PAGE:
Contribution from Marshall Irving…
Have you ever wondered what is wrong? Maybe my bow is not paper tested, or maybe a new expensive arrow rest would help close my shot grouping? I am a little ashamed to admit that I bought the arrow rest and it improved my accuracy only a negligibly.
While living in the wilderness of Montana I had no internet access and went to town but once or twice a year, so when I decided to try making my own bow I bought the usual book. My neighbor Tom (who is now a somewhat famous mountain man) loaned me his old editions of Primitive Archer magazine and a couple of Osage staves to make bows. I have been slightly obsessed with the bow and arrow for perhaps fifteen years now and the one thing I would like to say is “Look to the arrows, any bent stick is a bow”.
People of different tribes in diverse regions of the world have for thousands of years have used their intellect to craft archery tackle displaying similar features. Often bows have been designed for durability over speed and often tool marks remained on functional limbs. Arrows on the other hand showed the highest degree of craftsmanship. Light arrow shafts were often fitted with heavy foreshafts of hardwood, antler or bone. Foreshafts served several purposes including making arrows with high F.O.C. and increasing inertia for better penetration of large game.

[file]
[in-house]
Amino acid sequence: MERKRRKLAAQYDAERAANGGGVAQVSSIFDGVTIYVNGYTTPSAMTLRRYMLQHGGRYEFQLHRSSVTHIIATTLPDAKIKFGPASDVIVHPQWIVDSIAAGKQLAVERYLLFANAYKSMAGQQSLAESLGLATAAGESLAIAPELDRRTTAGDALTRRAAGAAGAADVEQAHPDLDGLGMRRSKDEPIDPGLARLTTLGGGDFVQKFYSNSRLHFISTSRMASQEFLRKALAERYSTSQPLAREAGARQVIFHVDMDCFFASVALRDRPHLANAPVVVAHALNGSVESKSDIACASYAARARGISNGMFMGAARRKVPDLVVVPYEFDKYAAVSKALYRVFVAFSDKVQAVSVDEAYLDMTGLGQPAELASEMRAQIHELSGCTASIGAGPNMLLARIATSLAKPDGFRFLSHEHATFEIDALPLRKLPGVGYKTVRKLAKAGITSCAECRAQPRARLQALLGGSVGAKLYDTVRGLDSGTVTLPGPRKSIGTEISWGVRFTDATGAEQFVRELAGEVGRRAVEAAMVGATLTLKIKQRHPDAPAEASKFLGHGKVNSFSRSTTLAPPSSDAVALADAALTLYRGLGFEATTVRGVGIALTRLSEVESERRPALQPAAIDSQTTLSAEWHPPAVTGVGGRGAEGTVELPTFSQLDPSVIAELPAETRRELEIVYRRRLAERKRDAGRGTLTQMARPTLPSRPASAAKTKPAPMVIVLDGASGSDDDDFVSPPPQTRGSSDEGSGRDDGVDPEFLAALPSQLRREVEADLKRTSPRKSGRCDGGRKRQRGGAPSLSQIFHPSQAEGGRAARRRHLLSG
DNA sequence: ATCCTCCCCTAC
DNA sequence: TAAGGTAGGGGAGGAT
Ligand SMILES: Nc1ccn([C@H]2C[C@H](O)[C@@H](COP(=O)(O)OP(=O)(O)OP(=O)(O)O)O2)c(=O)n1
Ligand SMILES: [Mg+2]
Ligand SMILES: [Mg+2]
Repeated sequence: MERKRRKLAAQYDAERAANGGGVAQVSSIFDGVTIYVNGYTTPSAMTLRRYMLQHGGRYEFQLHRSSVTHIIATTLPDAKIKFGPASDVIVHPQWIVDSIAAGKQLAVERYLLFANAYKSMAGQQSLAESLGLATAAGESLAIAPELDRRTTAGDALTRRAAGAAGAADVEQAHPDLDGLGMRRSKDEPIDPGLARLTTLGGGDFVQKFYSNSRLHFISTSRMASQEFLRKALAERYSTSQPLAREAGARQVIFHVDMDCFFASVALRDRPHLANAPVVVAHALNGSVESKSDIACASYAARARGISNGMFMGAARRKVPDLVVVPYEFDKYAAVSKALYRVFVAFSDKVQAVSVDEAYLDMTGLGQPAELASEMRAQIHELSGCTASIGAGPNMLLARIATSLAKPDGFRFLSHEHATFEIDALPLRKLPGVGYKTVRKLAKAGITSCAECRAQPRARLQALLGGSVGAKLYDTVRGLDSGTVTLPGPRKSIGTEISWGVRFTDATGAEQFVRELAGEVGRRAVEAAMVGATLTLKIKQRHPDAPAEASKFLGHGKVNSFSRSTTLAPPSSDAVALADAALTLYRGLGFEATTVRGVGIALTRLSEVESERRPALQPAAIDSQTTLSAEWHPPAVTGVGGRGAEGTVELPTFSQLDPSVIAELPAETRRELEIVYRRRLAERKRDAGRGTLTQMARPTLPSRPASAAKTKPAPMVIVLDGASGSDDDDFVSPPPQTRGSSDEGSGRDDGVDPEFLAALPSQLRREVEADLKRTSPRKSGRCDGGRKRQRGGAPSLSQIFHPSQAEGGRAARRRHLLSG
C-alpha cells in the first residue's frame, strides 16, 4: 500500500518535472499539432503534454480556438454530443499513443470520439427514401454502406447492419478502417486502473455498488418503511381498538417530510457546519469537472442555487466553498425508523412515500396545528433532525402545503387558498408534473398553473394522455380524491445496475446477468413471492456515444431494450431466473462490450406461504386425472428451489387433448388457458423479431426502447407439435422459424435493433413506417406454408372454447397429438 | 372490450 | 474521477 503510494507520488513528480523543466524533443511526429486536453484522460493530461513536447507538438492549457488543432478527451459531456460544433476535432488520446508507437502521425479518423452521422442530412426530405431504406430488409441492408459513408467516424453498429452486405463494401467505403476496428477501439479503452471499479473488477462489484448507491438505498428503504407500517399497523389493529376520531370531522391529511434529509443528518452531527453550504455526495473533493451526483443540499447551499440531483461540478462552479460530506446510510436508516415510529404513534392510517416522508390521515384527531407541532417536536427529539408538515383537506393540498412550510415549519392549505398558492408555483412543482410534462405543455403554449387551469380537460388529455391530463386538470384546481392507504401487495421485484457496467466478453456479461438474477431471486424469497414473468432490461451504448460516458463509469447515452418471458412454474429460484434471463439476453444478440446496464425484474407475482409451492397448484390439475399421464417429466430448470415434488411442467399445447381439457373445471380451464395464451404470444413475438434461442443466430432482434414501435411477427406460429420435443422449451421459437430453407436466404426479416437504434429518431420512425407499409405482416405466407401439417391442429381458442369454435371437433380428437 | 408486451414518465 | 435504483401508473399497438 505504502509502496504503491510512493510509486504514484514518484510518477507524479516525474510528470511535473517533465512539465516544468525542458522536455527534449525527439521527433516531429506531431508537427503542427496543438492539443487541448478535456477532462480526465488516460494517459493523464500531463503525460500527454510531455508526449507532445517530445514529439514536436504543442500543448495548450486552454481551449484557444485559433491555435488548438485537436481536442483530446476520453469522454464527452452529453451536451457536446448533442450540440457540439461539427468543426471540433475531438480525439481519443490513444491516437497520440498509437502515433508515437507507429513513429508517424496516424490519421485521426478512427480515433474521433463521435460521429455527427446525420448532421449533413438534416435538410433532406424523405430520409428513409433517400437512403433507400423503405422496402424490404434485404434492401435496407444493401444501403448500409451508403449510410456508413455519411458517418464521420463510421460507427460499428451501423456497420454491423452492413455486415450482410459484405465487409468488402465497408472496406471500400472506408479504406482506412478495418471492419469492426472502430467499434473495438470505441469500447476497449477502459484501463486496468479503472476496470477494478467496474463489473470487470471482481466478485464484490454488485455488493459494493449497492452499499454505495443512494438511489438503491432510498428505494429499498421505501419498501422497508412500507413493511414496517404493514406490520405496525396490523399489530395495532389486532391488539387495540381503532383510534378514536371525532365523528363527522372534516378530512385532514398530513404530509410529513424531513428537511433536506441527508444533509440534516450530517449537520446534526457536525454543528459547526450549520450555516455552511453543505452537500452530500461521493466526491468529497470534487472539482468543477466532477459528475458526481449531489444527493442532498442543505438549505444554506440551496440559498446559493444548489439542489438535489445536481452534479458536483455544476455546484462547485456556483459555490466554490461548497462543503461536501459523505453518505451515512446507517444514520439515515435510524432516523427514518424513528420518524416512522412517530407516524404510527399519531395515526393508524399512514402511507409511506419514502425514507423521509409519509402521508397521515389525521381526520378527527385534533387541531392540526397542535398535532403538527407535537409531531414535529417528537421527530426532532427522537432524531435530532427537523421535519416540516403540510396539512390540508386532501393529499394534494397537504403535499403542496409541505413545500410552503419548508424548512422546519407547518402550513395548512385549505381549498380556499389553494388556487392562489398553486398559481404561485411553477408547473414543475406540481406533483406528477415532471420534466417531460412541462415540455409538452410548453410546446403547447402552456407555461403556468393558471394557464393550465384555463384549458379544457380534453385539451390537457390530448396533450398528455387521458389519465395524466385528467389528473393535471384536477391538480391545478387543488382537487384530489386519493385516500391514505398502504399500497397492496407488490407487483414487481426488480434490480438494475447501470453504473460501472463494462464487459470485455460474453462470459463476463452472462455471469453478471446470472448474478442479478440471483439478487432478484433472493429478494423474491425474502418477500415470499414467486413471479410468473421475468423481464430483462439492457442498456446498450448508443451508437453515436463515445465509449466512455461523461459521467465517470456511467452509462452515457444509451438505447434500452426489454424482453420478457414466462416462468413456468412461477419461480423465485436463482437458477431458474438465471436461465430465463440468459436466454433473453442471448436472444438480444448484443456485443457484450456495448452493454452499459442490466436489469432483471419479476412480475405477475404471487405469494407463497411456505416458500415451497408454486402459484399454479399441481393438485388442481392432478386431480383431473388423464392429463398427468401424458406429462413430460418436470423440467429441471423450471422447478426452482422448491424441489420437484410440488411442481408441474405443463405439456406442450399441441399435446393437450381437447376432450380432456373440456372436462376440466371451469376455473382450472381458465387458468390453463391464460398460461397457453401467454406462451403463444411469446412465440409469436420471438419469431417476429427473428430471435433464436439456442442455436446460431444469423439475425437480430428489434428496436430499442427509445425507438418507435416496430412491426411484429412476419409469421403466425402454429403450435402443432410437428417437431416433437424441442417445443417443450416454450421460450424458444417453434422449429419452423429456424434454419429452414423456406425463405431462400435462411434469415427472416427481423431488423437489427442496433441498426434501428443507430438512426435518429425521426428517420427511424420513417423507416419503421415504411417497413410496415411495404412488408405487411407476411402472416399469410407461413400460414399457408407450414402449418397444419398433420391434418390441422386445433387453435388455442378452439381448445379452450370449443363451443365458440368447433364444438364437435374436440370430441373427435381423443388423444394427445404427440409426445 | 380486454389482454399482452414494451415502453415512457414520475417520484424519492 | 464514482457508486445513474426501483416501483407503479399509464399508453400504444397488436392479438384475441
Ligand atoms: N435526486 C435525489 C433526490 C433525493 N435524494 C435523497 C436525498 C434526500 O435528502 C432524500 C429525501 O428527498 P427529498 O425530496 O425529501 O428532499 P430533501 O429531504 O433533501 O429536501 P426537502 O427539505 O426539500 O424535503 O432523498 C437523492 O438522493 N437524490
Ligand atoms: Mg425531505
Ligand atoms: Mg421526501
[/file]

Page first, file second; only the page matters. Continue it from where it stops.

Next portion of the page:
There is a branch of archery in which the goal is speed, It’s called flight shooting. Flight bows are optimized to a minimal limb mass to maximum stress ratio and are therefore retired from competition quickly. Flight arrows are designed as light and aerodynamic as possible in order to travel the longest distance. The accuracy of flight arrows is nearly irrelevant. I believe it is unfortunate that the emphasis on speed or F.P.S. is so prevalent in modern archery tackle.
My favorite broadhead is the Toughhead 300 grain single bevel, with a 120 grain insert. When fired from my modern recurve crossbow my nearly 1 ounce broadheads mounted on carbon bolts with 20 grain aluminum footers can achieve a group the size of a silver dollar at sixty yards consistently, this is nearly twice as accurate as my 150 grain broadheads can achieve. There is some loss of speed with heavy broadheads but to me this is more than compensated for by better accuracy and increased kinetic energy.
I hope this helps